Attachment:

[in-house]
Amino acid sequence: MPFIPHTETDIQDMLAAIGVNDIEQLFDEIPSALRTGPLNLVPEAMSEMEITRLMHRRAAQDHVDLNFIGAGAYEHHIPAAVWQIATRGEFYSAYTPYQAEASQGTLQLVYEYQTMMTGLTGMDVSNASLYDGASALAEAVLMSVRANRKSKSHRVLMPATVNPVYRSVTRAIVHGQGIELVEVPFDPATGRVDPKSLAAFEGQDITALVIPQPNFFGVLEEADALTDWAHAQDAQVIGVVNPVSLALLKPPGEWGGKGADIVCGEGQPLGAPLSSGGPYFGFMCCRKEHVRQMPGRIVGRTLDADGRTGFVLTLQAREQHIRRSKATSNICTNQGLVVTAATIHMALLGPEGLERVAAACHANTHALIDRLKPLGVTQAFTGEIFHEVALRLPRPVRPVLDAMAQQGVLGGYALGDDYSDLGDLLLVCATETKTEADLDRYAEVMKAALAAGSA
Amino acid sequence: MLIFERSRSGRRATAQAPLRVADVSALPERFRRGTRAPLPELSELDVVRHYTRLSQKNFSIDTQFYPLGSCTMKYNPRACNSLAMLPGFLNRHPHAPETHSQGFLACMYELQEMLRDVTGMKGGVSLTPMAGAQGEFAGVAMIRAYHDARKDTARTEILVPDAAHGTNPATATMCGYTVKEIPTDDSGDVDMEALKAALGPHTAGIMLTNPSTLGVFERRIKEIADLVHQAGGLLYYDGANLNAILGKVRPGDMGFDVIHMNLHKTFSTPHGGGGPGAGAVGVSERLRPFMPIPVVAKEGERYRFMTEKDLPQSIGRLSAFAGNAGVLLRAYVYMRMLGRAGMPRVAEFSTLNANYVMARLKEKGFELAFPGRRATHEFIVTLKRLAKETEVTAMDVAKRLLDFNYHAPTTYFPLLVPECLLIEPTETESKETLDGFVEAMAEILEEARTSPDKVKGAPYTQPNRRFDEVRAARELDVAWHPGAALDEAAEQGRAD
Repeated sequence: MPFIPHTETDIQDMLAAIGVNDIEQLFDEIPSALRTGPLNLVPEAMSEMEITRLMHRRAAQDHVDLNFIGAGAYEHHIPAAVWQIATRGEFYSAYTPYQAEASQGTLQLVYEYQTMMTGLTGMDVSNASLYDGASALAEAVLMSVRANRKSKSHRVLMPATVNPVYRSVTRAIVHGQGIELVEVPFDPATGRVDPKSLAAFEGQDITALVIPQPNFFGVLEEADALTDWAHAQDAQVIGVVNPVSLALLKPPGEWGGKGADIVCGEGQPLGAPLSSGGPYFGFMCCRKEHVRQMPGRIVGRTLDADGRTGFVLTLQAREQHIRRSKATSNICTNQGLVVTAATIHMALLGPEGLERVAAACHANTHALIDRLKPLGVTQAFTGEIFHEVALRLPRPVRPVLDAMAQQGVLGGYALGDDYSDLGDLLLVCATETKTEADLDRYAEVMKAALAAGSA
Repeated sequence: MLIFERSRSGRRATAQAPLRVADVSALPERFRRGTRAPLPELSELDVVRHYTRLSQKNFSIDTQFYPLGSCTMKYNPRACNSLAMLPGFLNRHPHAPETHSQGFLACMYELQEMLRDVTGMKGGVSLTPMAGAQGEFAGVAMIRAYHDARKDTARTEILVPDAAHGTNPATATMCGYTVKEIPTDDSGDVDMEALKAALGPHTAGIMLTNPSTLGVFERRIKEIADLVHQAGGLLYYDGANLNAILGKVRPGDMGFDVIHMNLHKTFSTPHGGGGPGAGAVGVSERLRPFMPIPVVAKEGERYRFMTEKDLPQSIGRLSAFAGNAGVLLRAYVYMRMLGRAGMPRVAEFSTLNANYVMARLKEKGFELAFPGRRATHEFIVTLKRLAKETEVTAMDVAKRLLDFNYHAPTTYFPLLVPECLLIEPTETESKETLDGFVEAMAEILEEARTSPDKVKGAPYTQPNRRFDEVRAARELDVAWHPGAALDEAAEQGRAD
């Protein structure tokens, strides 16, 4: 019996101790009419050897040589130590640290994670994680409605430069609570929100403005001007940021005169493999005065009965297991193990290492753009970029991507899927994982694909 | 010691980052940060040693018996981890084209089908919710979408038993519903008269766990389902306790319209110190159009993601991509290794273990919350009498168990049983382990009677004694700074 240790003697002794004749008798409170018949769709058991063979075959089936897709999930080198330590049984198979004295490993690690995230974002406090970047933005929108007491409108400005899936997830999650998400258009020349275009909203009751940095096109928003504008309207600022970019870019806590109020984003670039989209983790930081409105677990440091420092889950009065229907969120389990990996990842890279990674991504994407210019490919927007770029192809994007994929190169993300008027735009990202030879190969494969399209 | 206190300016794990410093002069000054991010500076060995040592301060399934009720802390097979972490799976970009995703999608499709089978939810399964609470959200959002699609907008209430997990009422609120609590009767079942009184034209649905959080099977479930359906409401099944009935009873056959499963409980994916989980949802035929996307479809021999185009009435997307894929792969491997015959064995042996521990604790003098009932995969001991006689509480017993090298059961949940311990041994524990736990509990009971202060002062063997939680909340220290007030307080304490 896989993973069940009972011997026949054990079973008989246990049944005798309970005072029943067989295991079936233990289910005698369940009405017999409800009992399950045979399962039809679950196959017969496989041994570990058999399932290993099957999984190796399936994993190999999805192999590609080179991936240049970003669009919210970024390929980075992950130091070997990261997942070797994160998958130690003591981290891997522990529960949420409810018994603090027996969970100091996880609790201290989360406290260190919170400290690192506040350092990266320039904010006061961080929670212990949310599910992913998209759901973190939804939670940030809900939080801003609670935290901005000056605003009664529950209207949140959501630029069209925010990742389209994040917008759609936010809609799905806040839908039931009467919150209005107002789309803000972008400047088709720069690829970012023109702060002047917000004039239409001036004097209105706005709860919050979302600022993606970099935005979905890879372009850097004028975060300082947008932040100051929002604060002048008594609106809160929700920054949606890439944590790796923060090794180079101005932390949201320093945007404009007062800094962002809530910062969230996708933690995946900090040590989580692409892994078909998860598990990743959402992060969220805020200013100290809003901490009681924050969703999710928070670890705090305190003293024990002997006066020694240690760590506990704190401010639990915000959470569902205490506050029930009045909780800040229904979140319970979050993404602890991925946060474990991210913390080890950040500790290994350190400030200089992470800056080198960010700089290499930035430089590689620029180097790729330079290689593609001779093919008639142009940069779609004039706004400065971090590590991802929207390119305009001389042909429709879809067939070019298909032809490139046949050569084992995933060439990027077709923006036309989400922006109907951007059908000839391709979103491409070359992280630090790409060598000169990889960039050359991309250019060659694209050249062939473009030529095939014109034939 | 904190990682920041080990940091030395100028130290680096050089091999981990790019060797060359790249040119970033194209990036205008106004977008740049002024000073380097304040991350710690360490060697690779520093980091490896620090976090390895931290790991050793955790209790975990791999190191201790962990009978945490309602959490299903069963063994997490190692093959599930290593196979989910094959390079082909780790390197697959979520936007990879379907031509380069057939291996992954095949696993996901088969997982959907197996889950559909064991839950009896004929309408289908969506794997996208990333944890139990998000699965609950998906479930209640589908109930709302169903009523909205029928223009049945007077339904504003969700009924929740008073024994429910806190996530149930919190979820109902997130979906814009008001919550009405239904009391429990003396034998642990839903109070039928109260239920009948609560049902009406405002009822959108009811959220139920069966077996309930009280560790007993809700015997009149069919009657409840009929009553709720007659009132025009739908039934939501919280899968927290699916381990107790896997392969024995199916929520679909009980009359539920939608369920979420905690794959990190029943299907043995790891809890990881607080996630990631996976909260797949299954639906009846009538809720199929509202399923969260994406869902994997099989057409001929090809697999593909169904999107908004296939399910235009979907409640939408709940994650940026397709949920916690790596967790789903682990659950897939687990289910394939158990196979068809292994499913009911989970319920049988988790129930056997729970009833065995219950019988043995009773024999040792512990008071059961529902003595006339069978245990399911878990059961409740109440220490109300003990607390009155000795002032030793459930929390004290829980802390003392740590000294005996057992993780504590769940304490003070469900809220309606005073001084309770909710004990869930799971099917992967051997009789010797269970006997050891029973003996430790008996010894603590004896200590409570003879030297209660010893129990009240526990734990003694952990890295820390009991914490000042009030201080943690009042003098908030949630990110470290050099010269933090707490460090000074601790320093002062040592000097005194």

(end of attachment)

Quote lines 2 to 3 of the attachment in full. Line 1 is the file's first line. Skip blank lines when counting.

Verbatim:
Amino acid sequence: MPFIPHTETDIQDMLAAIGVNDIEQLFDEIPSALRTGPLNLVPEAMSEMEITRLMHRRAAQDHVDLNFIGAGAYEHHIPAAVWQIATRGEFYSAYTPYQAEASQGTLQLVYEYQTMMTGLTGMDVSNASLYDGASALAEAVLMSVRANRKSKSHRVLMPATVNPVYRSVTRAIVHGQGIELVEVPFDPATGRVDPKSLAAFEGQDITALVIPQPNFFGVLEEADALTDWAHAQDAQVIGVVNPVSLALLKPPGEWGGKGADIVCGEGQPLGAPLSSGGPYFGFMCCRKEHVRQMPGRIVGRTLDADGRTGFVLTLQAREQHIRRSKATSNICTNQGLVVTAATIHMALLGPEGLERVAAACHANTHALIDRLKPLGVTQAFTGEIFHEVALRLPRPVRPVLDAMAQQGVLGGYALGDDYSDLGDLLLVCATETKTEADLDRYAEVMKAALAAGSA
Amino acid sequence: MLIFERSRSGRRATAQAPLRVADVSALPERFRRGTRAPLPELSELDVVRHYTRLSQKNFSIDTQFYPLGSCTMKYNPRACNSLAMLPGFLNRHPHAPETHSQGFLACMYELQEMLRDVTGMKGGVSLTPMAGAQGEFAGVAMIRAYHDARKDTARTEILVPDAAHGTNPATATMCGYTVKEIPTDDSGDVDMEALKAALGPHTAGIMLTNPSTLGVFERRIKEIADLVHQAGGLLYYDGANLNAILGKVRPGDMGFDVIHMNLHKTFSTPHGGGGPGAGAVGVSERLRPFMPIPVVAKEGERYRFMTEKDLPQSIGRLSAFAGNAGVLLRAYVYMRMLGRAGMPRVAEFSTLNANYVMARLKEKGFELAFPGRRATHEFIVTLKRLAKETEVTAMDVAKRLLDFNYHAPTTYFPLLVPECLLIEPTETESKETLDGFVEAMAEILEEARTSPDKVKGAPYTQPNRRFDEVRAARELDVAWHPGAALDEAAEQGRAD